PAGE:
Knowledge-based integration of Zimbabwean traditional medicines into the National Healthcare System: A case study of prostate cancer
Chawatama, Brighton Itayi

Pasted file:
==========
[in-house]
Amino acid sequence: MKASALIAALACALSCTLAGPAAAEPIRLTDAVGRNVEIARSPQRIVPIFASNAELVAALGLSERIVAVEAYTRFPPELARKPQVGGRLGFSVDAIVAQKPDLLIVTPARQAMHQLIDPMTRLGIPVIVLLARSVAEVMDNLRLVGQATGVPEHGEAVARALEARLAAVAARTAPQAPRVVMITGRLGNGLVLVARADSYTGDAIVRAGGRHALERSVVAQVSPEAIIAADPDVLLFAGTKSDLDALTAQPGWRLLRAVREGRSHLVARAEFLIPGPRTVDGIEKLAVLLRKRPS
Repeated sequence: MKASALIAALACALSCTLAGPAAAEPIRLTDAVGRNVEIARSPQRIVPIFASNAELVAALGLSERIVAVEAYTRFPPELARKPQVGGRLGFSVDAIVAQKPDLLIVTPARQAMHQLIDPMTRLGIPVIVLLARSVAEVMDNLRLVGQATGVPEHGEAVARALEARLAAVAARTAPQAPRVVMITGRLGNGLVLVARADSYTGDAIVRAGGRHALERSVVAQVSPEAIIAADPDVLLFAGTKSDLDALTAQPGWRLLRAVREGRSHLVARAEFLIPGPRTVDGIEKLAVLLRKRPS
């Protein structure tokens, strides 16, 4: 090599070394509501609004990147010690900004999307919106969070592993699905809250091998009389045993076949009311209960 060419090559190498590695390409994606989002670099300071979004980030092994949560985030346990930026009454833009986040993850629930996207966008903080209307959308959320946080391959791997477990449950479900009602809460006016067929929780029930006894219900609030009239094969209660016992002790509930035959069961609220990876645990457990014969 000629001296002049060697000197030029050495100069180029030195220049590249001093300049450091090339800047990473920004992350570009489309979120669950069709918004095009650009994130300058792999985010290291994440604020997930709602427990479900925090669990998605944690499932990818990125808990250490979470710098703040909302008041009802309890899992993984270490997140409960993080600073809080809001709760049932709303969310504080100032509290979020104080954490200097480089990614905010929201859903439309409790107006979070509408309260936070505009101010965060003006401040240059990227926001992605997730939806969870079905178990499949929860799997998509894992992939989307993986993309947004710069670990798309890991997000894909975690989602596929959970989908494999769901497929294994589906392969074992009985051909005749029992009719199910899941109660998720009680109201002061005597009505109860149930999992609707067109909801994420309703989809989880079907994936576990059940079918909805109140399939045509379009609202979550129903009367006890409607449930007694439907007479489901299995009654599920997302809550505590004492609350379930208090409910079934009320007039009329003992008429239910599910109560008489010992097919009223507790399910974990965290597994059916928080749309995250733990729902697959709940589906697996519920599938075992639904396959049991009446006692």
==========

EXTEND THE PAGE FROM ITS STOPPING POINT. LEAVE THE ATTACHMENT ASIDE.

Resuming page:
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This study sought to identify the bottlenecks in the promotion of Zimbabwean Traditional Medicines (ZTMs) towards improving the national healthcare delivery system. The indigenous medicines lost value and recognition to the Conventional Western Medicines introduced by the British colonialist since 1871 and is still dominating the national healthcare delivery system. There are growing challenges to ensure accessibility of affordable drugs especially for primary healthcare. The World Health Organization (WHO) and United Nations (UN) is in support of re-engaging indigenous medical interventions to achieve the Millennium development goals. Indigenous Traditional Medicine Knowledge-Based Systems (ITMKS) form the basis of the main source of health care for about 80% of the population in the developing countries. The implementation of the Zimbabwe Traditional Medicines Policy (ZTMP) has been at a stand-still since inception in 2007. The research used mixed methods involving qualitative and quantitative approaches. Data was collected through desk and field research. Questionnaires and focus group discussions were used to record perceptions and attitudes of key informants. The stakeholders included Traditional Health Practitioners (THPs), Medical Doctors, Pharmacists, Medical Research Council of Zimbabwe (MRCZ) staff, Medicines Control Authority of Zimbabwe (MCAZ), Traditional Medical Practitioner’s Council (TMPC), Zimbabwe National Traditional Healers Association (Zinatha), Ministry of Health and Childcare, WHO, Higher Education Institutions (UZ School of Pharmacy staff and students), Christian Groups, NGOs and Prostate Cancer Patients in Harare CBD. The stakeholders sampling framework was obtained from the list of registered practitioners. The stakeholder mapping involved selection of 5 key informants from each focus group obtained through random selection. The Snowball sampling technique was used to follow the closest 5 key informants in each focus group. The key findings established that 80% of respondents agreed to the integration of ZTM. The major bottlenecks were lack of modern dosage forms and standardization to determine quality, safety and efficacy of the ZTM. The study suggests that in order to fast track the integration process, a bottom up implementation strategy providing ZTM advocacy, capacity building in the institutionalization and training of ZTMPs, pharmacists and CMP need to be engaged for a favorable and quick buy-in. The study also recommends further analysis of the Indigenous Knowledge Systems (IKS) areas of specialization in pharmaceutical practice in order to improve treatment outcomes.